gentlewoman from california is recognized for one minute. ms. eshoo: i thank our very distinguished chairman. first, madam speaker, congratulations to you, and god speed. there may be no more critical issue facing our nation today than that of our energy future and the desperate need for new policies that will dramatically and forever change how we live and work in our country. our national security is irrevockably linked to it. -- irrevokeably linked to it. the future of our planet, the legacy of health and prosperity we all want to leave for our children cannot be assured without it. so it's time to take up this energy bill. in the season of days we are granted in this honorable institution, this is truly an historic moment. by passing this act, we're guaranteeing an investment of $190 billion in new clean
energy technologies and energy efficiency. creating jobs, spurring on new industries and fulfilling the desire of all americans that each of us in our own way can make this a better world. in my home district of silicon valley, dozens of burgeoning companies at the cutting edge of green and clean energy technology are poised for an explosion in innovation and healthy sustainable economic growth. can i have -- mr. waxman: i yield another 30 seconds. the speaker pro tempore: the gentlelady is recognized for 30 seconds. ms. eshoo: thank you. it's a particular pride for me to work on this act and to influence some of its outcome. i'm proud that my own bill, h.r. 1742, the electric vehicle infrastructure act which will allow state and local governments to apply for financial assistance for the deployment of regional infrastructure to support the widespread use of electric vehicles is included. we are a hardworking people, madam speaker, who face the future with optimism and hope.
this act embodies these qualities, a vehicle for our willingness to work hard, to innovate, to imagine a better future and then to reach out and grasp it. i yield back. the speaker pro tempore: the gentlewoman's time has expired. the gentleman from oklahoma. mr. lucas: madam speaker, i yield to the gentleman from iowa, mr. king, one minute. the speaker pro tempore: the gentleman from iowa is recognized for one minute. mr. king: thank you, madam speaker. i thank the gentleman from oklahoma for yielding. first, i would say that this court case that says the e.p.a. will regulate co-2 regardless, it takes a little change to interior approps to fix that. we are the united states congress. we don't capitulate to cap and tax because of a court ruling. we tell them what the american people think. second, this bill freezes or rolls back oil, natural gas, coal, nuclear and biofuels. we'll have less. we're not going to break dependency on foreign oil with less energy. iowa corn farmers, 6.2 million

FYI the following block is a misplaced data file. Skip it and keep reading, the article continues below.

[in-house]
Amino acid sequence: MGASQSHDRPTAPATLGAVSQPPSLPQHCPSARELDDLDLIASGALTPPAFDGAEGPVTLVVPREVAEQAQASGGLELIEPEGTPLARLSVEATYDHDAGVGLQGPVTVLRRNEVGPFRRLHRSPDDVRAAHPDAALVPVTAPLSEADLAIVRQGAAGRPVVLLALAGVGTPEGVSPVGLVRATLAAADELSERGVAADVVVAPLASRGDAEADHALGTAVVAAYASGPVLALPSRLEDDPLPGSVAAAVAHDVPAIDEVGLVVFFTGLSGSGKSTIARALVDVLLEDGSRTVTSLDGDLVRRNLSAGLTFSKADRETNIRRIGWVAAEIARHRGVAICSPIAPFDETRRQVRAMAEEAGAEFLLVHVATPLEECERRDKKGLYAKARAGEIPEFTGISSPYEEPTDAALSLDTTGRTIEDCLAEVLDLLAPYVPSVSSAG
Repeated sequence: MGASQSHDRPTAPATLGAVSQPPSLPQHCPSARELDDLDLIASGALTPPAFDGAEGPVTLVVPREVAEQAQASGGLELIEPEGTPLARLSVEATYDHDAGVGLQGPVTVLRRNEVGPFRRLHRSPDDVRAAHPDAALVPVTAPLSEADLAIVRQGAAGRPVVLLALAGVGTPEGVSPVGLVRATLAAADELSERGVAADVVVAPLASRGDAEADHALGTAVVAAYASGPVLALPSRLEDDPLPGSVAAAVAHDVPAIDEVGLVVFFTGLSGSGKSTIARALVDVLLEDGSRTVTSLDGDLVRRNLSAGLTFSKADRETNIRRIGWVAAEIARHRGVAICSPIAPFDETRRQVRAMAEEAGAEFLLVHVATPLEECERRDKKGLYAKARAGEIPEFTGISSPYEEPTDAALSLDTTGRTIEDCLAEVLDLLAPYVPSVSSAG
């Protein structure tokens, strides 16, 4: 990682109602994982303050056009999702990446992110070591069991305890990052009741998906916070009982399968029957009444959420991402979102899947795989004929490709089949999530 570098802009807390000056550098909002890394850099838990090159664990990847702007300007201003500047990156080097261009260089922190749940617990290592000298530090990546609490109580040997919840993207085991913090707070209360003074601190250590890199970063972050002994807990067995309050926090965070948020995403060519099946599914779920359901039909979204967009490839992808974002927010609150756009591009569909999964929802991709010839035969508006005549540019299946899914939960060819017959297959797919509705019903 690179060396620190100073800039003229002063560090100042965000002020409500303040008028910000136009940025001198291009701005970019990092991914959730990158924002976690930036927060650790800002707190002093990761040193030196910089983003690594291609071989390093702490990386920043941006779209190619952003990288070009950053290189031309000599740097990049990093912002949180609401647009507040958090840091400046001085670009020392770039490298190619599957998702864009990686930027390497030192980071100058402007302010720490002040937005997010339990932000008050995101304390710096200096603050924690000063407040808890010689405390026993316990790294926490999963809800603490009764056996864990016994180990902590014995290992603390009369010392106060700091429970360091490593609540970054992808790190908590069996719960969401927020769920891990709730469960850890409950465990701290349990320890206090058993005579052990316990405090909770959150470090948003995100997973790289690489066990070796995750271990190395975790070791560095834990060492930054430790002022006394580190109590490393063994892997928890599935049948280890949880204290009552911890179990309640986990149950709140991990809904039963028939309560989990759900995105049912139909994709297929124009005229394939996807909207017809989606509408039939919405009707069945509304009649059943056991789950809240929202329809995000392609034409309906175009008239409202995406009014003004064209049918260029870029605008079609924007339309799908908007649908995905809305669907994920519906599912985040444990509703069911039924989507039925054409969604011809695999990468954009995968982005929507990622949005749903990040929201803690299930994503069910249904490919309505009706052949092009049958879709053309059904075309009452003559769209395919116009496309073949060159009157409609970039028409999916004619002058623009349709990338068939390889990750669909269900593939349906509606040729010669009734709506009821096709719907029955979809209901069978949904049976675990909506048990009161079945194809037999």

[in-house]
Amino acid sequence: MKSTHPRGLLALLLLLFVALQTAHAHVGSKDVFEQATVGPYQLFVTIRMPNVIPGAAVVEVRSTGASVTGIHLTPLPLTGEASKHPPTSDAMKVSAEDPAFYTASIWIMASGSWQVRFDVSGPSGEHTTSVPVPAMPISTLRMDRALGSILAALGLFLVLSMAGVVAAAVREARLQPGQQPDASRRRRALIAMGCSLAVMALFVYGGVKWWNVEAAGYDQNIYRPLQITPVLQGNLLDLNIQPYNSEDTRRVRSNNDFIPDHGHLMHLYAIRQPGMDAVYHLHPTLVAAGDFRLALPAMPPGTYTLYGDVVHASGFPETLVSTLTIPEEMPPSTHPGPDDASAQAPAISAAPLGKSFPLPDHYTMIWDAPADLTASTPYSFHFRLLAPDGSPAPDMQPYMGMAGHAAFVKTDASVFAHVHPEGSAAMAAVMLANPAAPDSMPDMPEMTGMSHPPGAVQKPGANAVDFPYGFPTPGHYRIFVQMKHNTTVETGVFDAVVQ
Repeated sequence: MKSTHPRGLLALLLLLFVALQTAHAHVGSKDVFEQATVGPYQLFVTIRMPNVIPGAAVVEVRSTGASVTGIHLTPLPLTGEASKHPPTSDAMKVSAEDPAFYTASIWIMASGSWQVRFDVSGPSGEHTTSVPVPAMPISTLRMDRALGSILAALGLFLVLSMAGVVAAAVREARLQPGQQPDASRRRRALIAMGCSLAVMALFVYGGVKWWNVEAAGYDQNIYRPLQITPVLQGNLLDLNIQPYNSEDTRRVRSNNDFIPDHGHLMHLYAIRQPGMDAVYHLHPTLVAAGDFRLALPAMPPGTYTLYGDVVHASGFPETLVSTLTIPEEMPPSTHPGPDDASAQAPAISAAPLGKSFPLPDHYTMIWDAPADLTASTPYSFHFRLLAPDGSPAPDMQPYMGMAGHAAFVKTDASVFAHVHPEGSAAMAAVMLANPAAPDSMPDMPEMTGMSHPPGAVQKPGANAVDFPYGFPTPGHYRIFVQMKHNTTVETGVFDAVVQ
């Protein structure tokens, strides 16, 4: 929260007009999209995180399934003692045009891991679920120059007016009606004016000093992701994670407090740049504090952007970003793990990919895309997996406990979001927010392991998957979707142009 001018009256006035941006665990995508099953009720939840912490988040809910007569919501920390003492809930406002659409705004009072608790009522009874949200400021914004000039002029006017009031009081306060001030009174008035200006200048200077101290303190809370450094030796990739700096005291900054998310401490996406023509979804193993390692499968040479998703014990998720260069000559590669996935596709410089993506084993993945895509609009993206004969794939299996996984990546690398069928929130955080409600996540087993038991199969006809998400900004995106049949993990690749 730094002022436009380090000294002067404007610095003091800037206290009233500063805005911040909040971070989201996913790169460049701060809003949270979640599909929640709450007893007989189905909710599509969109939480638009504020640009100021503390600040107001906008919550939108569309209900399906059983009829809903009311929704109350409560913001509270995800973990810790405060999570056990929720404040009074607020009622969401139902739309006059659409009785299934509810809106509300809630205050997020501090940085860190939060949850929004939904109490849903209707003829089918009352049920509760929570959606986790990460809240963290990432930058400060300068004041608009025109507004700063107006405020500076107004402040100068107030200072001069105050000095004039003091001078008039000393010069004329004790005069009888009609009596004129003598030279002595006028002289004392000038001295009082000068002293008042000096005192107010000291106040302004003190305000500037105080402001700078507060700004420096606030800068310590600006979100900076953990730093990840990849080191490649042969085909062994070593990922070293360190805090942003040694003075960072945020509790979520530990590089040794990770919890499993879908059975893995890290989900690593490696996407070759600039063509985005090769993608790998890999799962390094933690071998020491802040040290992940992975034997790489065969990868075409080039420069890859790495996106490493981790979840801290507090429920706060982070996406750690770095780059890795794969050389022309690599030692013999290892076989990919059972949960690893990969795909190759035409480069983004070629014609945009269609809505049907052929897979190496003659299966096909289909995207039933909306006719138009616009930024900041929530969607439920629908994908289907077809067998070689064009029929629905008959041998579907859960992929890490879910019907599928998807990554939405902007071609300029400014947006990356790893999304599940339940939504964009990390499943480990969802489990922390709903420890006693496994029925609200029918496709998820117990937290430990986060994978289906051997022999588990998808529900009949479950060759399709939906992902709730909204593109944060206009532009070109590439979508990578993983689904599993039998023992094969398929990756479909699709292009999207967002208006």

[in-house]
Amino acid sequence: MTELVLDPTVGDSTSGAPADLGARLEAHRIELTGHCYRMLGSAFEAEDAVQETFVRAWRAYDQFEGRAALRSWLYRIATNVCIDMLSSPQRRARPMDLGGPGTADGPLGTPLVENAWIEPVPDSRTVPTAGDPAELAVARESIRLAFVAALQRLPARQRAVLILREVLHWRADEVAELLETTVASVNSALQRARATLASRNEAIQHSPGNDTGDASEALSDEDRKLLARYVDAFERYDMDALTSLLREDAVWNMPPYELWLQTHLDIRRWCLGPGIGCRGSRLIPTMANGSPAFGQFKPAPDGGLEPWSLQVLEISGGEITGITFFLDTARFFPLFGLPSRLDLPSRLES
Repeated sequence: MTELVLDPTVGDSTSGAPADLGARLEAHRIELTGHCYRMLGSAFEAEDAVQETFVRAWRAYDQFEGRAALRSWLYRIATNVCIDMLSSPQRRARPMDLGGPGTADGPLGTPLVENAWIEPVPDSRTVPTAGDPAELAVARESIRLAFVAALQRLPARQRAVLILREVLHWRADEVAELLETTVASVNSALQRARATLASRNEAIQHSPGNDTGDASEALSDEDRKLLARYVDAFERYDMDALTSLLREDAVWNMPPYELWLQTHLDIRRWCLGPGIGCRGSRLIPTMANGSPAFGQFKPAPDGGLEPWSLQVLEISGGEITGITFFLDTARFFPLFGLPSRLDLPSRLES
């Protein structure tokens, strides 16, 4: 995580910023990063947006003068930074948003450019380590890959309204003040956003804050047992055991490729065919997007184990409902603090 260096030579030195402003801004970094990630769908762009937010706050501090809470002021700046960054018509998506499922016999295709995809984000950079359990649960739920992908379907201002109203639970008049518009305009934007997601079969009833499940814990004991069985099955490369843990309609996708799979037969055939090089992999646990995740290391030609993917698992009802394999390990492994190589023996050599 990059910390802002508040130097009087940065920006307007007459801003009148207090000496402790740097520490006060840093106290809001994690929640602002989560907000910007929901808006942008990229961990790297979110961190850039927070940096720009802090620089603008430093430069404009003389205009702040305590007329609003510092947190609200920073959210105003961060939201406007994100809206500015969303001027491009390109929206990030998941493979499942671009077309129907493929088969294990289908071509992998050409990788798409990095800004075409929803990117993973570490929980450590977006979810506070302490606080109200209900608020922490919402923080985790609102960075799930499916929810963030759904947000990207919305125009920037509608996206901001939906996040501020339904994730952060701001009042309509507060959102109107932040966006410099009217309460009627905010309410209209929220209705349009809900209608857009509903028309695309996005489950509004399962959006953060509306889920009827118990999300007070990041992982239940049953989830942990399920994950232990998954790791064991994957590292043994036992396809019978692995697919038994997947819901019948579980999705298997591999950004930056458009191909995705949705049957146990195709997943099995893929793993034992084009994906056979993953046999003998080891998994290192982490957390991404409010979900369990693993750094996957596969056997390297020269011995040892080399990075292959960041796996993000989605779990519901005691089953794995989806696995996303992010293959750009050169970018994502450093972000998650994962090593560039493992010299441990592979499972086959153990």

acres, five million of them went in before 2001 and only 25% of them went in afterwards will be able to qualify because they rotate. so we're down to 4.8% of the guys doing it right, one out of 20 are going to get any benefit out of the peterson amendment. and furthermore, when speaker pelosi set up the cap and trade and bought the carbon credits, i can't verify that any of that changed any behavior for the positive. the ones i could verify had already been in place. we've seen an example in spain. it's a colossal mistake there. a political and economic error. this could be the most colossal mistake ever made in the history of the united states congress. i yield back. the speaker pro tempore: the gentleman's time has expired. the gentleman from california. mr. waxman: madam speaker, i'm pleased at this point to yield to my good friend and colleague from southern california, mrs. capps, one minute. the speaker pro tempore: the gentlewoman from california is recognized for one minute.
mrs. capps: madam speaker, i rise with great pride to support the american clean energy and security act. we built a record on energy and climate policy that indicates that the time for action is now. america is ready. the world is watching. we must transition to clean energy economy and jobs so that we can create jobs, achieve energy independence and protect our planet. we have before us a powerful and thorough and effective bill. it includes a nationwide renewable electricity standard. it contains critical investments in energy efficiency. it requires immediate significant reductions in greenhouse gas emissions that are harming the health of our people and our planet. the bill also makes substantial investments in domestic, international, natural resource and public health adaptations that are crucial to the continuing prosperity of our nation and our world. madam speaker, to protect our health, to protect our economy,